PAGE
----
A prominent former Iranian national team soccer player and coach called out authorities for their “silence” following the death of a man celebrating Iran’s defeat against the United States earlier this week.
Mohammad Ahmadzadeh, who played for Iran from 1988 to 1990 and later coached the Malavan F.C. soccer club, asks in a video shared online: “Is it a crime punishable by death, to honk your horn or to be happy?”
According to Norway-based rights group Iran Human Rights (IHR), Mehran Samak, 27, was shot in the head by security personnel when he was out celebrating in Bandar Anzali on Tuesday night.
IHR said they confirmed the information through “several independent sources.” CNN cannot independently verify, as Iran’s government is not allowing foreign media into the country, and has not been transparent in its reporting on protests and protest casualties.
In a video seen by pro-reform news outlet IranWire and shared on social media Saturday, Ahmadzadeh directly called on local Bandar Anzali members of parliament, reformist Ahmad Donyamali and city authorities to be held accountable.
“Hello to all my fellow people of Anzali who are bereaved because we have lost yet another youth, Mehran Samak,” Ahmadzadeh says in the video. “We’ve lost this dear one and all the people of Anzali are bereaved.”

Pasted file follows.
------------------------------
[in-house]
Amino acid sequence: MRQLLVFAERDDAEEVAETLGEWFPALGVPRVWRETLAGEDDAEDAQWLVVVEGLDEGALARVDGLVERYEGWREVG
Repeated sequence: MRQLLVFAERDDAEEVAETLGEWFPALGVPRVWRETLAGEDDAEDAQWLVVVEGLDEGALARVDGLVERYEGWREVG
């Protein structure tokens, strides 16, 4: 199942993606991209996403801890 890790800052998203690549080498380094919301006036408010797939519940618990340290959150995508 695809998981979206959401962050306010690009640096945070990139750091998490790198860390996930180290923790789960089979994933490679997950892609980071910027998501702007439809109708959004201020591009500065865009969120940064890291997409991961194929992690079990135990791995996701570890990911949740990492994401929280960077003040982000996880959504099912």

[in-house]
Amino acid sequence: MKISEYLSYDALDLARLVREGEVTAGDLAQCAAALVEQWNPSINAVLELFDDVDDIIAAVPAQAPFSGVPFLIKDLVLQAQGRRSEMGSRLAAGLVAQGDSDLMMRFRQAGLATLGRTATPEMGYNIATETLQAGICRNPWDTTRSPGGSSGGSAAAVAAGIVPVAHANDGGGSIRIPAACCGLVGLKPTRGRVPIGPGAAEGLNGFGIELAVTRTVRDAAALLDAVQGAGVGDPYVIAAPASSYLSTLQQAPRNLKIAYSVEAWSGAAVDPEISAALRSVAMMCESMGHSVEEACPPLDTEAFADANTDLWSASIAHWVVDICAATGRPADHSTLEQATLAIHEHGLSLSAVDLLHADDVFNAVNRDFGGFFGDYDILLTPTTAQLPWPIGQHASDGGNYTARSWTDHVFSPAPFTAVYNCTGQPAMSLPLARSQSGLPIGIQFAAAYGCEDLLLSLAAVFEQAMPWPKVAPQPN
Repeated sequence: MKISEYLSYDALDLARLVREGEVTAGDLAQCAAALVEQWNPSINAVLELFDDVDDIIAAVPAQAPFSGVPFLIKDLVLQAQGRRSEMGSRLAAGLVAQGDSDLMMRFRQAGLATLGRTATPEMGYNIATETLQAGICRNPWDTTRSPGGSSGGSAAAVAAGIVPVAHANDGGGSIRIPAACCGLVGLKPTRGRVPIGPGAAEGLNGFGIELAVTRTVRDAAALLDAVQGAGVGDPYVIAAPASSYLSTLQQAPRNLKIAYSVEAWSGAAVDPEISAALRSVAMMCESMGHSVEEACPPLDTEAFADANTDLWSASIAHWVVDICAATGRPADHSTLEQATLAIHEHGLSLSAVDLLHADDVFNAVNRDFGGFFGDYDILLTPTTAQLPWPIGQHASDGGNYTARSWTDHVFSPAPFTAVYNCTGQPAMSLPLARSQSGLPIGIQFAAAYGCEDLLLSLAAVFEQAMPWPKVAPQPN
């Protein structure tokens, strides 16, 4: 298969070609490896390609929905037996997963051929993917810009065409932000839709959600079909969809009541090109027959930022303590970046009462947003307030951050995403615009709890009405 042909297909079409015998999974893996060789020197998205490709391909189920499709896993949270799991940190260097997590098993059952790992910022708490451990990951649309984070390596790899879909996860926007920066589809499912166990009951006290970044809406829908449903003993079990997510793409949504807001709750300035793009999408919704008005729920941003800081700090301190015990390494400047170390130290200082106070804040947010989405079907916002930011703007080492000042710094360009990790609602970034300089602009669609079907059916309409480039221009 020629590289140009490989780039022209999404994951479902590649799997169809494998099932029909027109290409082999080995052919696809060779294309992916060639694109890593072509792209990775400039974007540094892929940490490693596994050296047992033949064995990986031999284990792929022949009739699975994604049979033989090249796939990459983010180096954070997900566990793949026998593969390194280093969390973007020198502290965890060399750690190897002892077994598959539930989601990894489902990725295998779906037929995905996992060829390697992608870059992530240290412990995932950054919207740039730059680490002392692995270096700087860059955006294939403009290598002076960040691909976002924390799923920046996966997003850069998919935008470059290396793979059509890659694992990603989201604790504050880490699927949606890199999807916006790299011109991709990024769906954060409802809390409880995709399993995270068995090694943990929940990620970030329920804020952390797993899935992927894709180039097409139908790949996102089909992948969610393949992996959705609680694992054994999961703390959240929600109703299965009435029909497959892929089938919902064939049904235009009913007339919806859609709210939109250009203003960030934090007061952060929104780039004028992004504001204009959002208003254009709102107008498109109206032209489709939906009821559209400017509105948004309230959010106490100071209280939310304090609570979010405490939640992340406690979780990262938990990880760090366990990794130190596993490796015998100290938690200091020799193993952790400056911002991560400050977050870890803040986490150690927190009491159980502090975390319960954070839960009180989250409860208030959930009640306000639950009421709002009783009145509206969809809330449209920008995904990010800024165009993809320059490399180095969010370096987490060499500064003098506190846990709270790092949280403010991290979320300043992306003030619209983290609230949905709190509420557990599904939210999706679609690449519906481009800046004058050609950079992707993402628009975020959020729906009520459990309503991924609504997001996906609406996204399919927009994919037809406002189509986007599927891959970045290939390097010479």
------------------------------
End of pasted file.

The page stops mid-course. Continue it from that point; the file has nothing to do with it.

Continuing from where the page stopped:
“I don’t know what their crime was. I want to ask the authorities of the city — ‘What was their crime? Is it a crime, punishable by death, to honk your horn or to be happy for whatever reason?’ I want to ask Mr. Donyamali, who considers himself a representative of this city — ‘Why are you silent? Aren’t you a rep of this city? What reaction have you shown to the events so far?’”
Some context: Tuesday’s loss to the US sparked public celebrations by anti-government protesters who have been demonstrating in the streets of Iran for several months.
The protests have been met with a deadly clampdown from authorities.
The nationwide uprising was first ignited by the death of Mahsa Amini, a 22-year-old Kurdish-Iranian woman who died in mid-September after being detained by the country’s morality police. Since then, protesters across Iran have coalesced around a range of grievances with the regime.